Day 4: Yubari, Abira, Tomakomai

Day 4 started much like Day 3; a bright and early start, full of energy and motivation to get on the road and start pedaling. Train Dude and Car Guy were already up and about; getting ready their respective journeys. TD was heading North towards Asahikawa and Car Guy east towards Obihiro. I was a bit sad that the crew was separating so early, I felt like these guys would have made excellent travel buddies. We took a photo before everyone parted ways and judging from everyone’s facial expressions, you can probably tell it was an early start.

The guy and lady next to TD on the left were from the Czech Republic and the two ladies next to them were their friends. I spoke to the lady next to CD for a bit; she mentioned they were all doing a little car trip around Hokkaido. I didn’t really speak to others but they seemed nice enough.

TD on the far left, CD on the right next to me.

Today’s destination was Tomakomai; the starting point of the trip and a good but not too long 75km away from Yubari. I originally planned to stay in the Ainu town of Shiraoi 25km west of Tomakomai but it being Silver Week and the general lack of lodgings, Tomakomai was the only feasible option in the area. With what became something of a ritual on this trip, I hit up a konbini after leaving the hostel.

Konbinis. I could go on and on and on about konbinis. Ubiquitous even in rural areas, konbinis might be my favourite thing about living here. The list of things you can do at one is virtually endless: Paying your bills, buying airplane tickets and the cherry on top; purchasing snacks at 3am when you’re got that sweet tooth. The list of things you can do at a konbini is practically endless; it’s probably easier to think about things that you can’t do at one. Unknown to me at the time; shipping trainers half way across the country is one of the things you can do (I wasn’t using my walking trainers enough to justify its bulkiness and my cycling shoes + flip-flops combo were good enough). Like when it comes to doing most things at a konbini, shipping the trainers back home was stupidly easy; all I had to do was roll up to the konibini with my trainers and within 5 minutes it was boxed up and ready to go 1000km away for the modest fee of 950 yen (£5.15). Magical.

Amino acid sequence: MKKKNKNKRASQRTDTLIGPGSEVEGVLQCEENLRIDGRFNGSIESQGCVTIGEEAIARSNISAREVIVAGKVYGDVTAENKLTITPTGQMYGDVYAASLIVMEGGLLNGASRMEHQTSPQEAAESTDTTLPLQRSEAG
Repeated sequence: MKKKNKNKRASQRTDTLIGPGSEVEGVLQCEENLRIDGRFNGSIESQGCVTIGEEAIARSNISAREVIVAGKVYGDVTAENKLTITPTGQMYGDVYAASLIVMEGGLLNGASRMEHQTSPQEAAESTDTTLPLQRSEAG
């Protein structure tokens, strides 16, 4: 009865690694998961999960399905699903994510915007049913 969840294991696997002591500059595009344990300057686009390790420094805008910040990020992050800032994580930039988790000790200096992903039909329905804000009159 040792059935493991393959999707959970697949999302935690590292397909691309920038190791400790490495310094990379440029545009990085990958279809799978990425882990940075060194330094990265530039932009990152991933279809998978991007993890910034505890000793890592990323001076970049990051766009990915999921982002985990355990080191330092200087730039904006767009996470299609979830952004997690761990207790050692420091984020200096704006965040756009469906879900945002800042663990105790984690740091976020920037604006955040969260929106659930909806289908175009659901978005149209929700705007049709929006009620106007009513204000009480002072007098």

Next up was a visit to Tomisato Station. One of TD’s recommendations, I thought I’d go and have a look since it was along the way. Tomisato Station, like most of the stations on the Sekisho Line (and rural Hokkaido it seems) only gets a handful of trains passing through each day. As expected, there wasn’t a soul around; not even a member of staff.

IMG_2827_4794 IMG_2828_4795

Infront of the steps of Tomisato Station.

Riding further along the Mikawa National Highway past Tomisato Station, the roads started to become narrower and the traffic picked up but it the huge melon fields and beautiful mountain backdrop remained.


Unlike in English, Melons are not a euphemism for a woman's breasts.
Unlike in English, Melons are not a euphemism for a woman’s breasts in Japanese.
It doesn’t matter if it’s an angry train telling you not to enter the railroad tracks, there’s always a way to cutefy things here.


After officially leaving Yubari, it was a fairly uneventful 40-50km ride to Abira. I say uneventful but in reality it was just rural. This was one of the long stretches of desolate scenery I mentioned in the opening post; for about 30km, I only came across less than handful of cars and not a single human being. There’s something to be said for living in somewhere as a rural as this; while the space and scenery were outstanding, I can’t imagine living a life where you could go days or even weeks without human contact. Adding Hokkaido’s brutal winters into the equation; it’s no surprise most young people choose to leave Hokkaido’s countryside. The first 20-30km was all sunshine and lollipops, that was until I came across a gravel road for about 1-2km. Not being in a mood to risk a flat tyre, I got off and pushed the bike but with the previous day’s bear warning still on my mind, I prayed today wasn’t the day the teddy bears come out for their picnic. Luckily they didn’t and instead I was blessed fields and fields of the quite possibly the most chilled out cows this side of the Tsugaru Strait.